Event launches despite uncertain atmosphere
The fifth edition of the Bangkok Intl. Film Fest got under way Thursday.
Though there are still plenty of critics around ready to suggest that this may be the fest’s last edition, activities were conducted in an atmosphere approaching normality.
Fest has been buffeted by severe criticism from home and abroad and has suffered from a revolving door team of programmers.
But the first weekend this year saw familiar panoply of screenings, seminars, foreign guests and press conferences. Vietnamese film “The Rebel” drew attention as stars Johnny Tri Nguyen and Ngo Thanh Van put in an appearance. Tabloid scribes perked up when producer Andy Vajna, in an aside during a press conference for fest opener “Children of Glory,” lashed out at Sharon Stone. He described her as “impossible to work with” on “Basic Instinct 2.”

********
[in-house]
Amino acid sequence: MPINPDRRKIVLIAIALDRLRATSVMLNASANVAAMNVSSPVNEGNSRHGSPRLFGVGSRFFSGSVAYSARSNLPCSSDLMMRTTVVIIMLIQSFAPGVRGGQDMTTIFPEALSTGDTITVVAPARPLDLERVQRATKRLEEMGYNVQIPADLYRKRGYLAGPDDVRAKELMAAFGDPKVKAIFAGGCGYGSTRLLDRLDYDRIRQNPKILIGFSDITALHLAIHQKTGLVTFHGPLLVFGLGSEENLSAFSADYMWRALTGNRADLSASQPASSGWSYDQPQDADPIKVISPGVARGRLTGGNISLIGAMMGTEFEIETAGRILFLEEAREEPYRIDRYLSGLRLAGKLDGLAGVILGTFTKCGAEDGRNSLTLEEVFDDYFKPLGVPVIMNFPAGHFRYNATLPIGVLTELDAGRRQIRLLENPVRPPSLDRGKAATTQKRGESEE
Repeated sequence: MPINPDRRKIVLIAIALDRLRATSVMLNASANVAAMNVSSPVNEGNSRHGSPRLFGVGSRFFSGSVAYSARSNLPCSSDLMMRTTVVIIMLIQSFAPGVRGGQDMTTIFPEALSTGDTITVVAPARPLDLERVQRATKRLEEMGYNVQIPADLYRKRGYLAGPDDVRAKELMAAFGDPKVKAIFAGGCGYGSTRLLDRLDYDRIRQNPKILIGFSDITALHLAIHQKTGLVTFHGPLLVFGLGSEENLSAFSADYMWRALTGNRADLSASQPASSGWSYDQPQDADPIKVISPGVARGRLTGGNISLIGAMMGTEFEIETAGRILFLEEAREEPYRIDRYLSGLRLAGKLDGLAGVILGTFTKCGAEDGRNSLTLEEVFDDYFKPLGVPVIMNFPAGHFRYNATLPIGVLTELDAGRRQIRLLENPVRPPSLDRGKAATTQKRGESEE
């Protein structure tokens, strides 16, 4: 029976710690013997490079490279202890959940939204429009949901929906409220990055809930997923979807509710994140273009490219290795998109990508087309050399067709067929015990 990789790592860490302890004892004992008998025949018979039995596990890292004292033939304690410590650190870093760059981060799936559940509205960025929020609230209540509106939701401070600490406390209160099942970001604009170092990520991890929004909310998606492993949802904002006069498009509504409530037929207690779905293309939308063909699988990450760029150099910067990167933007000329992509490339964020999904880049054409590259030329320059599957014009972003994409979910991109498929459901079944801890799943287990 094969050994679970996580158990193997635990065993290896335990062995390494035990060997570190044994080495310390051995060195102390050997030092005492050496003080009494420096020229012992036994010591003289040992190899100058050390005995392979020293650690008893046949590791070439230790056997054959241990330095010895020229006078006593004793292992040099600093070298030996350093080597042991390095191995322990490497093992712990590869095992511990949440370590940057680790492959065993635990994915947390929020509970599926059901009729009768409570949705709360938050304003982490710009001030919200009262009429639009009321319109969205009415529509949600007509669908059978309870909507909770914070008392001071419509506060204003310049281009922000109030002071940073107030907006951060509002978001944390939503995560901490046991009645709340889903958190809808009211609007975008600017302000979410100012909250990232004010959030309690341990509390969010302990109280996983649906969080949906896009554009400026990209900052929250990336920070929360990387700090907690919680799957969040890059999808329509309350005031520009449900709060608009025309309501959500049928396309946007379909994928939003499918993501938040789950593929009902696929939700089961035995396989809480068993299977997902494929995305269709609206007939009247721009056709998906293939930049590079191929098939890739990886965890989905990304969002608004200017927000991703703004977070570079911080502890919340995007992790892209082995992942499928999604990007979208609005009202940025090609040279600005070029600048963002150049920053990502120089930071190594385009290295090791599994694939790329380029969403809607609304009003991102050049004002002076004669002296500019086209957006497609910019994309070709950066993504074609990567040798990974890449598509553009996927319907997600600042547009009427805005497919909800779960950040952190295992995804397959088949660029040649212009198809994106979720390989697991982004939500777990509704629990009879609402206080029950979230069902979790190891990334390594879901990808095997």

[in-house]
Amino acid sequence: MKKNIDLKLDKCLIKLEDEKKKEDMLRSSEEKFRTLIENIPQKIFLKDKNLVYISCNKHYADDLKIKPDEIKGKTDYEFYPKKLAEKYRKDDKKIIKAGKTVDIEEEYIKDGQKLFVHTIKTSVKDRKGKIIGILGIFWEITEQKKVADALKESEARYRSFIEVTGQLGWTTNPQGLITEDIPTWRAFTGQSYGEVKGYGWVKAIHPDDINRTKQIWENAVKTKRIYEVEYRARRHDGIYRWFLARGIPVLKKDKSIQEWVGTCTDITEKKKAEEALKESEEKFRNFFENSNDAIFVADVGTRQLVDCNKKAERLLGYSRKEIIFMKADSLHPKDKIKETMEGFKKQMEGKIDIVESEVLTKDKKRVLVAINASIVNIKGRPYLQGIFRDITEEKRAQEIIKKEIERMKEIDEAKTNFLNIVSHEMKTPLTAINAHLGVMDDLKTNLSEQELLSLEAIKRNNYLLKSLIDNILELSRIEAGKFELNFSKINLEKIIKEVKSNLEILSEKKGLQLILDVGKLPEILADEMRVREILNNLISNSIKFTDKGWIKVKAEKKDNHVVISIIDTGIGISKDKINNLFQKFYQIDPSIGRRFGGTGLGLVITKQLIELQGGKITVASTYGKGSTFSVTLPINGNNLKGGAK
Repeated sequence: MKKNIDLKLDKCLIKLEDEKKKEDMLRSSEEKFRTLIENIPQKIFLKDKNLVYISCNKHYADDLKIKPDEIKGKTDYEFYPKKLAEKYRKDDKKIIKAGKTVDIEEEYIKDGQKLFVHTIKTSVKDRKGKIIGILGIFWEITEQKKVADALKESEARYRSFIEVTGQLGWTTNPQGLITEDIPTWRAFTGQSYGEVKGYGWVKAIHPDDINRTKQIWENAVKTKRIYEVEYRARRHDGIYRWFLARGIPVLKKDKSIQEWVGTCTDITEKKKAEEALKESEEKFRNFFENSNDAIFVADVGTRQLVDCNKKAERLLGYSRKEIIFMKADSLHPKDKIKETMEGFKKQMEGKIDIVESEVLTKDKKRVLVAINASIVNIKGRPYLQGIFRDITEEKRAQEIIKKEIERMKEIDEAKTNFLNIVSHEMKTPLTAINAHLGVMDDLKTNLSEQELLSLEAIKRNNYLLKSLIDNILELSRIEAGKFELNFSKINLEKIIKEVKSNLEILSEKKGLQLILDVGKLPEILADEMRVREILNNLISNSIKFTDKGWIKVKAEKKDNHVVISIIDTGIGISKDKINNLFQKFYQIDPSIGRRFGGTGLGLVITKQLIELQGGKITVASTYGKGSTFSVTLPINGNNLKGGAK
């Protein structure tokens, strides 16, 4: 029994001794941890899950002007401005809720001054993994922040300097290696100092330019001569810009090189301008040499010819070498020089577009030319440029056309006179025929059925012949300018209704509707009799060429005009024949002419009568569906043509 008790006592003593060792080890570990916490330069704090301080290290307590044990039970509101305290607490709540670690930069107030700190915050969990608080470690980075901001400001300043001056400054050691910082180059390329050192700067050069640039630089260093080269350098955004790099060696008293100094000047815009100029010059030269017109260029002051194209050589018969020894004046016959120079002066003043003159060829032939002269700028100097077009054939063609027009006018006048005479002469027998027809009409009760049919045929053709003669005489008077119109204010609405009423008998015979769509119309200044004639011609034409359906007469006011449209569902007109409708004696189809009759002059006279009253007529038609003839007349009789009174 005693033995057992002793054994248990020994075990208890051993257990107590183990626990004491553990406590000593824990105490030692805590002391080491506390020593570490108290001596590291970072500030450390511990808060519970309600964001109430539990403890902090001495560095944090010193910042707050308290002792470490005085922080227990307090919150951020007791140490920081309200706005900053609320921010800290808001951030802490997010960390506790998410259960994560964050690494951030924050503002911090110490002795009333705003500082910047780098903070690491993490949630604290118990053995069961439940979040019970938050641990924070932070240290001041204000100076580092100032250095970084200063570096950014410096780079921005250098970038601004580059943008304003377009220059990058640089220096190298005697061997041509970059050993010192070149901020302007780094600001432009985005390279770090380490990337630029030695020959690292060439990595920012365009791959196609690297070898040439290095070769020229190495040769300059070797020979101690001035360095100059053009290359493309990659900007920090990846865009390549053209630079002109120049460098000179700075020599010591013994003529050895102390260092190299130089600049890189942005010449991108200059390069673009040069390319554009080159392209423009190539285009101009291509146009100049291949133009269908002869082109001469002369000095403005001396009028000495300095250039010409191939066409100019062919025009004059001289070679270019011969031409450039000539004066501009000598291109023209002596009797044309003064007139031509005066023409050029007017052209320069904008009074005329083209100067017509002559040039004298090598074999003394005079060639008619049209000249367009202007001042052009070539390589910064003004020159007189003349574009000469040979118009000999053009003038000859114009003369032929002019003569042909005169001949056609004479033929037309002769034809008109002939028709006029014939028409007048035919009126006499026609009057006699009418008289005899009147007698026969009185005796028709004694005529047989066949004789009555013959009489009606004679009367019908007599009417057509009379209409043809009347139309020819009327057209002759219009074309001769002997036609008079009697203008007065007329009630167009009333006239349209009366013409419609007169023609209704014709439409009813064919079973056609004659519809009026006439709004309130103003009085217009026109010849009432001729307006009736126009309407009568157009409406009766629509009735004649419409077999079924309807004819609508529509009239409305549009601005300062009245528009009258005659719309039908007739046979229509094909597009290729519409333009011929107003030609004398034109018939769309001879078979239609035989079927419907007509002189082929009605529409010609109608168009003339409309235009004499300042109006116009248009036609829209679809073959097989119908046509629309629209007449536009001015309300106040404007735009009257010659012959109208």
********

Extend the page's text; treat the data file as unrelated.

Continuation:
Apart from Vajna, who has become a Bangkok regular, there was a dearth of global stars, owing to the fest’s slashed budget.
But the film lineup — put together in part under the auspices of Kriangsak “Victor” Silakong, who is normally associated with the rival Bangkok World fest — looks to have a more clearly defined Asian and South East Asian flavor. And it is not suffering the boycott from parts of the local Thai industry that previous frames endured.
But whether the troubled fest has succeeded in connecting with a local public remains moot. Held in fabulously modern quarters within the gargantuan CentralWorld shopping complex, the confab appeared at times to be a quaint sideshow on the margins of something much more mercantile and vibrant.
Vajna complained repeatedly that the premiere screening for “Glory” was poorly attended. Other screenings over the weekend were said to be sold out, but in practice theaters were seldom more than 60% full.
Monday’s sesh will see if the fourth running of the Bangkok Film Market can deliver deals.